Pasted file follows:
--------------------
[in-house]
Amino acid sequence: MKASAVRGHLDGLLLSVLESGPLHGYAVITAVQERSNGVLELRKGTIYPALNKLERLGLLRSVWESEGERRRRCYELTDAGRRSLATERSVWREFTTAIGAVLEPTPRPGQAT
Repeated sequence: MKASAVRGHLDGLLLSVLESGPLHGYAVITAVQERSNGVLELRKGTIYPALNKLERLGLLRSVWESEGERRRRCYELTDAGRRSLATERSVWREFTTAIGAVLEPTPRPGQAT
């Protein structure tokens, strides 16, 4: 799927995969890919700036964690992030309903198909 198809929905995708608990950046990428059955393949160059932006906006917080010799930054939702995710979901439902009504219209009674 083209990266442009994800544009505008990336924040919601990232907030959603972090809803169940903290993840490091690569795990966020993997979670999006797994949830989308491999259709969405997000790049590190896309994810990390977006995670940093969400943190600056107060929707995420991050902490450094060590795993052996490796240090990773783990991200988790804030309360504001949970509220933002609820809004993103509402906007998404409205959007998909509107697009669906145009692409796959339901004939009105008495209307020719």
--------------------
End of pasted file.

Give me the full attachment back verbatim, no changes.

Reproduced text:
[in-house]
Amino acid sequence: MKASAVRGHLDGLLLSVLESGPLHGYAVITAVQERSNGVLELRKGTIYPALNKLERLGLLRSVWESEGERRRRCYELTDAGRRSLATERSVWREFTTAIGAVLEPTPRPGQAT
Repeated sequence: MKASAVRGHLDGLLLSVLESGPLHGYAVITAVQERSNGVLELRKGTIYPALNKLERLGLLRSVWESEGERRRRCYELTDAGRRSLATERSVWREFTTAIGAVLEPTPRPGQAT
């Protein structure tokens, strides 16, 4: 799927995969890919700036964690992030309903198909 198809929905995708608990950046990428059955393949160059932006906006917080010799930054939702995710979901439902009504219209009674 083209990266442009994800544009505008990336924040919601990232907030959603972090809803169940903290993840490091690569795990966020993997979670999006797994949830989308491999259709969405997000790049590190896309994810990390977006995670940093969400943190600056107060929707995420991050902490450094060590795993052996490796240090990773783990991200988790804030309360504001949970509220933002609820809004993103509402906007998404409205959007998909509107697009669906145009692409796959339901004939009105008495209307020719």